The reason is the strong lobby from the medical profession and pharmaceutical companies who fear a loss of profits and from, as that Bush idiot describes them, the 'haves and have mores'. In addition to that, the very citizens who would benefit from a better health care system have been brainwashed to fear it. It's amazing what you can achieve against the citizens of the US if you use the word 'Socialism'.
The experience of the UK shows that the medical profession and pharmaceutical companies actually gain when health care is available to all. So do the citizens, of course. To call the National Health Service 'socialist' is utter nonsense and intended to induce an irrational objection to it. All UK citizens who earn a wage, and their employers, pay a tax for the NHS costs and their own State pensions. The tax is, in essence, a proportion of each wage earner's income. Taxes are as much a feature of capitalist systems as socialist systems and so the UK tax is not 'socialist'. Taxes pay for all manner of common benefits in a community. In addition to the tax, most people pay a fixed fee for medication, irrespective of its real cost.
One great thing about a tax-based system rather than a private individual insurance scheme is that everyone benefits. Every child and adult, irrespective of age and health. Every ailment from 'flu to terminal cancer. No exceptions. Also, very importantly, it covers those who are out of work. It's an example of what a civilised society should do.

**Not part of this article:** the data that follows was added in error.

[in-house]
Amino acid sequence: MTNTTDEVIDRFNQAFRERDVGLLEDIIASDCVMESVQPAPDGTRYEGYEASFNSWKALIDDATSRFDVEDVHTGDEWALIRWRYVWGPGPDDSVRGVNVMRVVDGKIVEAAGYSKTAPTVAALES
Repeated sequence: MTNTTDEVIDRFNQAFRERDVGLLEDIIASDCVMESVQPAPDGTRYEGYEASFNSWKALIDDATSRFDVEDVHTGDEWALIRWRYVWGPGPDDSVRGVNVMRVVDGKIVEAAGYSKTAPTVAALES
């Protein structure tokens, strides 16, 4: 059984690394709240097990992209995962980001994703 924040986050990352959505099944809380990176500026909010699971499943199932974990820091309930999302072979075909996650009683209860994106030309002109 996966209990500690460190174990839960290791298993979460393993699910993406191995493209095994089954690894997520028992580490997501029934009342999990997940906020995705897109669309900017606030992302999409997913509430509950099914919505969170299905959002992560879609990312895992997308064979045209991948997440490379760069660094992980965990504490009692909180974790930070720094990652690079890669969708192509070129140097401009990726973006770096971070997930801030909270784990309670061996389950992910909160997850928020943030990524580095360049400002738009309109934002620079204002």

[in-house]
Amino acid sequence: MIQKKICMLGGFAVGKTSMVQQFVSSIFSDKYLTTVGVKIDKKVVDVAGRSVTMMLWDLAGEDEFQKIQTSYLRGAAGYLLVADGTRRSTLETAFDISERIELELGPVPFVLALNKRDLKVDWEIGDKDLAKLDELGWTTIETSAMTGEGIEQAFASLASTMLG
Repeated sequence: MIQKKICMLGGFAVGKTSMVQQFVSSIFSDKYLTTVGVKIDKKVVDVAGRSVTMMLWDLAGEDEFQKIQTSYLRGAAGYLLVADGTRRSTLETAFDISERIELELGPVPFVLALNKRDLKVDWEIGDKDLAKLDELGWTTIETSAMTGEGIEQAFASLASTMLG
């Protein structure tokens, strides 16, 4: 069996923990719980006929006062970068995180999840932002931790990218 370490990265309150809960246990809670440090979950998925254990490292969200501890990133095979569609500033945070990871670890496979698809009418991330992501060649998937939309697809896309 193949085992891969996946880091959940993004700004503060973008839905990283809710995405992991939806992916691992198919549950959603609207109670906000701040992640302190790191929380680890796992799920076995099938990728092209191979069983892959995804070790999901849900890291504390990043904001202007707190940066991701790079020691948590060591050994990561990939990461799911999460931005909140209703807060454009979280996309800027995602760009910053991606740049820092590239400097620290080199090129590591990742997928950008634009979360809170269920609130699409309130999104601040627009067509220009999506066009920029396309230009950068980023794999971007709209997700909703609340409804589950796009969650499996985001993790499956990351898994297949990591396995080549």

There are those who try take advantage of the system but they are few as a proportion of the total and successive governments during the past few decades have attempted to identify and close each loophole. Frankly, I'd rather put up with a few dodgers than have no NHS at all. I have never heard a UK citizen of any political persuasion suggest that the NHS and State pension scheme be scrapped.
UK citizens can still buy private health insurance if they wish. They still have to pay their tax contributions to the State scheme though. The advantages of private insurance are that you can have a private room and, handy for some people, you can choose the date of an operation. The doctors and consultants you see in a private hospital are the same people whom you see in the NHS hospital down the road! In fact, the private insurers are able to provide cheaper premiums because they don't have to provide a primary care service. They require you to see your GP and get a referral from him or her to a consultant on their books.